Recently I had the pleasure (along with about a hundred others) of hearing Stuart Kauffman talk extemporaneously and without the aid of Powerpoint about his idea that cell differentiation is the chanelling of genetic possibilities into topological spaces that are mathematically 'critical', i.e. lie between order and chaos.
At the reception afterwards, I asked him if he had read Charles Stein's review of his popular language book, Investigations, that was published in Nature Biotechnology shortly after the book appeared in 2000, and handed him a copy to refresh his memory if required. It wasn't. He immediately smiled and said: "O yes. I was quite flattered, but I honestly did not understand it very well." It was my turn to smile, because I have often heard the latter sentiment from people who tried to read Kauffman. Isn't there an expression about 'two cultures divided by a common language'? [Harvey Bialy]
"Stuart Kauffman's recent tome Investigations hazards an integrated series of hypotheses that include a new suggestion for defining time's arrow; four candidates for a "fourth law of thermodynamics"; an anticipation of a general biology; views on the history and essential structures of the global economy, the biosphere, and the cosmos generally; a new definition of life, based on a theory of "autonomous agency"; and a probabilistic account of how the precise values of nature's constants got themselves (naturally) selected, and all this, intricately linked conceptually and articulated in a modestly stated, reader-friendly, empirically responsible, and logically uncompromising manner. The most significant speculation for biotechnology no doubt is Kauffman's prediction that within the next few years we will be producing model ecospheres in the laboratory and witnessing the very processes by which autonomous agents and life itself emerges.
Kauffman seems aware of how out on the edge of pure science he is and how much he has entered into purely philosophical, not to mention imaginative and even poetic, territory. It therefore may not be amiss to offer comments on certain issues that I feel have languished too long outside of the circle of scientific attention, but which Kauffman's speculations come close to forcing back within it. If Kauffman's views are taken seriously by biotechnologists, the theoretical questions that they open, but do not address, will have to be considered also. I believe these questions have direct bearing on current efforts to describe complex biological processes mathematically. I would like, in fact, to ask Kauffman how the unresolved ontological status of mathematical structures affects the analysis of the processes for which they are elicited to account. This seems particularly pertinent when such structures are found to be not merely descriptive of, but, in some not-yet-clearly-understood way, causative agents in, natural process. Then I will comment on sentience as an emergent phenomena, in spite of Kauffman's desire to defer this admittedly unmanageable question. If, as Kauffman believes, we are on the verge of understanding the biomechanical basis of purpose, the nature of consciousness and its relation to what he calls autonomous agency looms on the theoretical horizon.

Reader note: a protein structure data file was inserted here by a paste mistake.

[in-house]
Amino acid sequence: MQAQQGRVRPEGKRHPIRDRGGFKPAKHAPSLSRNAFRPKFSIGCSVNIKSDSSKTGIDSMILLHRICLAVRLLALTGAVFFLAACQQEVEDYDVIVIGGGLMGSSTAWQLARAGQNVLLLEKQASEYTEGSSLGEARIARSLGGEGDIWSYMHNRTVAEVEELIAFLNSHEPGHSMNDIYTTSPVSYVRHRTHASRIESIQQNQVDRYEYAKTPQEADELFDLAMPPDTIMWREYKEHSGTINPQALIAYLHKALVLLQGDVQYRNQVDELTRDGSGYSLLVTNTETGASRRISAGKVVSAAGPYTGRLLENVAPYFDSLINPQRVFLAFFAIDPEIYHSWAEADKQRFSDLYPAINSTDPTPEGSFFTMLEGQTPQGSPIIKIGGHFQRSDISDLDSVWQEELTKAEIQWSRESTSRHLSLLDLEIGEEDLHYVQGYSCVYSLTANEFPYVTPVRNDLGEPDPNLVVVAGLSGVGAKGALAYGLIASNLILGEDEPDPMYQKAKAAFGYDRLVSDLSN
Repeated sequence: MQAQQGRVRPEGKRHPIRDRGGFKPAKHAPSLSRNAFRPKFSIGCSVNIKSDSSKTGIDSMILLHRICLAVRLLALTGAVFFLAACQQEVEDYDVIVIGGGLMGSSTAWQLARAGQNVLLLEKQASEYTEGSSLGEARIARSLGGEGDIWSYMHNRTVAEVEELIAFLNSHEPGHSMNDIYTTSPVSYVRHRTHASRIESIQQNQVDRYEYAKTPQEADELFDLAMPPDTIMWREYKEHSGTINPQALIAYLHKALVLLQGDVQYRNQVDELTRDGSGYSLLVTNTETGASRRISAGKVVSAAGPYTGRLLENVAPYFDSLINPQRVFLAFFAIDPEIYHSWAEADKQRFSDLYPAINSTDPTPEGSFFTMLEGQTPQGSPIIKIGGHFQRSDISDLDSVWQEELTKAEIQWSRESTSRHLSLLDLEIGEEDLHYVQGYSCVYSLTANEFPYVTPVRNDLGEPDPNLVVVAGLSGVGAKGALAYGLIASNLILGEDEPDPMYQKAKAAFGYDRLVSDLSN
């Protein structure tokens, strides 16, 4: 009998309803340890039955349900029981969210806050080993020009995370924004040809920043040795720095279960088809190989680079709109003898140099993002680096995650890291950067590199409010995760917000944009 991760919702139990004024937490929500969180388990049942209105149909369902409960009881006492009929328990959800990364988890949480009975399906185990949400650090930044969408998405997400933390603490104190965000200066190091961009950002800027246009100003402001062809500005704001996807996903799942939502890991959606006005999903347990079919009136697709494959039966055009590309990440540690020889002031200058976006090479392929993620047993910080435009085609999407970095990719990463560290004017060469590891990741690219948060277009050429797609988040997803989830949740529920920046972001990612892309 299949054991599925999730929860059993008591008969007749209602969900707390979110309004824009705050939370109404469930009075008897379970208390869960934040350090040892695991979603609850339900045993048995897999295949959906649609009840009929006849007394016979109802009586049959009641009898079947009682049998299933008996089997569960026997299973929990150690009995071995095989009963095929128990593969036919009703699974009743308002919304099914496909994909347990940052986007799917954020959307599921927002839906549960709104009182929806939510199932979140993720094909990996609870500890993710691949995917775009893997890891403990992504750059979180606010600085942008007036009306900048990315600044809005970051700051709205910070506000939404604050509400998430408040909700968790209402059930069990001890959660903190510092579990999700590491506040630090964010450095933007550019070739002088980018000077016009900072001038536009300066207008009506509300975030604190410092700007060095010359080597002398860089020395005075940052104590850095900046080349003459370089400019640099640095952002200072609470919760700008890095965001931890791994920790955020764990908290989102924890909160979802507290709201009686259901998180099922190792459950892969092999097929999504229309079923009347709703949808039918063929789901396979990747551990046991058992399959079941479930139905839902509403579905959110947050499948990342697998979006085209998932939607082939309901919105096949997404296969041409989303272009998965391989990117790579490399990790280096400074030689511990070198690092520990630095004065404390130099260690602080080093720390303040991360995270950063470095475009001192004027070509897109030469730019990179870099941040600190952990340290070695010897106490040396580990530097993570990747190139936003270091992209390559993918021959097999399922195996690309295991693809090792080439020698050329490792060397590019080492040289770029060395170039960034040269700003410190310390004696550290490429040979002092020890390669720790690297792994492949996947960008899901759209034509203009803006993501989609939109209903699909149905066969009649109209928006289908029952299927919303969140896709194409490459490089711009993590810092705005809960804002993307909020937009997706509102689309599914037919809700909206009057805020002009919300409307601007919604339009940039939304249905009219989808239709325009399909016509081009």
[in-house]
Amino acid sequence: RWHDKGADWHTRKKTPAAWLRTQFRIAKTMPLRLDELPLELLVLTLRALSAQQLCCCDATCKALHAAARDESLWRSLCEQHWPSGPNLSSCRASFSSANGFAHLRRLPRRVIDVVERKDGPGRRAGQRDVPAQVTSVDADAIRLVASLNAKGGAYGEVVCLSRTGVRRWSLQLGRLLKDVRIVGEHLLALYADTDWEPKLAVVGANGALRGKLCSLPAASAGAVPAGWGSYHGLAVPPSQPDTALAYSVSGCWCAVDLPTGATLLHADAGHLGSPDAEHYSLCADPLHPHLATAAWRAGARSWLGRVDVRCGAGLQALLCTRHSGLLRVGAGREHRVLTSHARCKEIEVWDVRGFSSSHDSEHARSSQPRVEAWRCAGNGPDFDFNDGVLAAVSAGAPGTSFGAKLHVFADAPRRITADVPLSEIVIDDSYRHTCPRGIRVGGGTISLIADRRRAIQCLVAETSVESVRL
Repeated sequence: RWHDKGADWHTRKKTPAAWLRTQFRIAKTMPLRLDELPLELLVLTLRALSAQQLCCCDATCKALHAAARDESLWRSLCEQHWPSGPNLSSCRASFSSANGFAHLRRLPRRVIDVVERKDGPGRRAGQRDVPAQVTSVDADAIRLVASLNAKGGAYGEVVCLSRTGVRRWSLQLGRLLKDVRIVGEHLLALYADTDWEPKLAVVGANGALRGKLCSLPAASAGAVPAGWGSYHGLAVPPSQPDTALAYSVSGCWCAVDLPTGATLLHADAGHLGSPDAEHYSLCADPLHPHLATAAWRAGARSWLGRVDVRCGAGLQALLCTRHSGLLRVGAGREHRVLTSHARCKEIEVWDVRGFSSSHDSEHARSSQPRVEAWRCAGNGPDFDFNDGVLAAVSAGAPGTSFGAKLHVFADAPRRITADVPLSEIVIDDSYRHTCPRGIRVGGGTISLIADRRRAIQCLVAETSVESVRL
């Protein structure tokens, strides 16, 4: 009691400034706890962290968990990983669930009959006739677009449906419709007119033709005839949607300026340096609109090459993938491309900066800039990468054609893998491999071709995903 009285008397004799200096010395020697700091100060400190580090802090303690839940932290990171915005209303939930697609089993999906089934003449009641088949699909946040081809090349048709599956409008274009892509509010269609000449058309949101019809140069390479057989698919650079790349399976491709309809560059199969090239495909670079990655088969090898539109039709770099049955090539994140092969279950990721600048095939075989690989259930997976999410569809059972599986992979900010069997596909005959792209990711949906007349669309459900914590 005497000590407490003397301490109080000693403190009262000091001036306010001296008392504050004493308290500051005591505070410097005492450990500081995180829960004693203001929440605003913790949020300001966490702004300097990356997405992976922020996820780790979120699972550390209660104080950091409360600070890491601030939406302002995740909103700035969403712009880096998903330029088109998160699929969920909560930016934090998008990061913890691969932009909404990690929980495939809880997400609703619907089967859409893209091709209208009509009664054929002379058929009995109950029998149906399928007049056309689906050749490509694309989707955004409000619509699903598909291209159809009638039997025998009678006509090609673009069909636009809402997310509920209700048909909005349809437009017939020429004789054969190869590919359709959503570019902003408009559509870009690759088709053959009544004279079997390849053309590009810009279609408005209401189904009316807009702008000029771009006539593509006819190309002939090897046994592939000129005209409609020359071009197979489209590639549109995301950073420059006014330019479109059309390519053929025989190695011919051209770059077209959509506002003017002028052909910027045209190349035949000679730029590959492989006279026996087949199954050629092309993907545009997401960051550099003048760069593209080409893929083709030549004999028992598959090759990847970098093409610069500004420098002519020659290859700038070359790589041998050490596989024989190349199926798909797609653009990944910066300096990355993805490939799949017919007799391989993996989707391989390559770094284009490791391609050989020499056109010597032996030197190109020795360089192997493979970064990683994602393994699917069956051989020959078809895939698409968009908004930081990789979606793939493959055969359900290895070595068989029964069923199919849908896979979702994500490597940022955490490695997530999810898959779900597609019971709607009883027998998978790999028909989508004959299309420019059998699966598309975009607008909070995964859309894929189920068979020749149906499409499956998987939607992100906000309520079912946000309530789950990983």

Finally, I will offer some reflections on the nature of possibility. Kauffman's assertion that the "configuration space" of the biosphere cannot be constructed, but that evolution proceeds as an advance into the "adjacent possible", suggests a new concept of possibility, immanent in natural process, yet where the possibilities themselves cannot be specified." [Cont.]
Charles Stein is a poet, scholar and translator. His newest work, "Persephone Unveiled", is described by Peter Manchester ("The Syntax of Time") as "the most auhoritative book (he) has ever read on the nature and consequence of divine revelation". The title of the Kauffman review is from the Emily Dickinson poem: "I dwell in Possibility / A fairer House than Prose".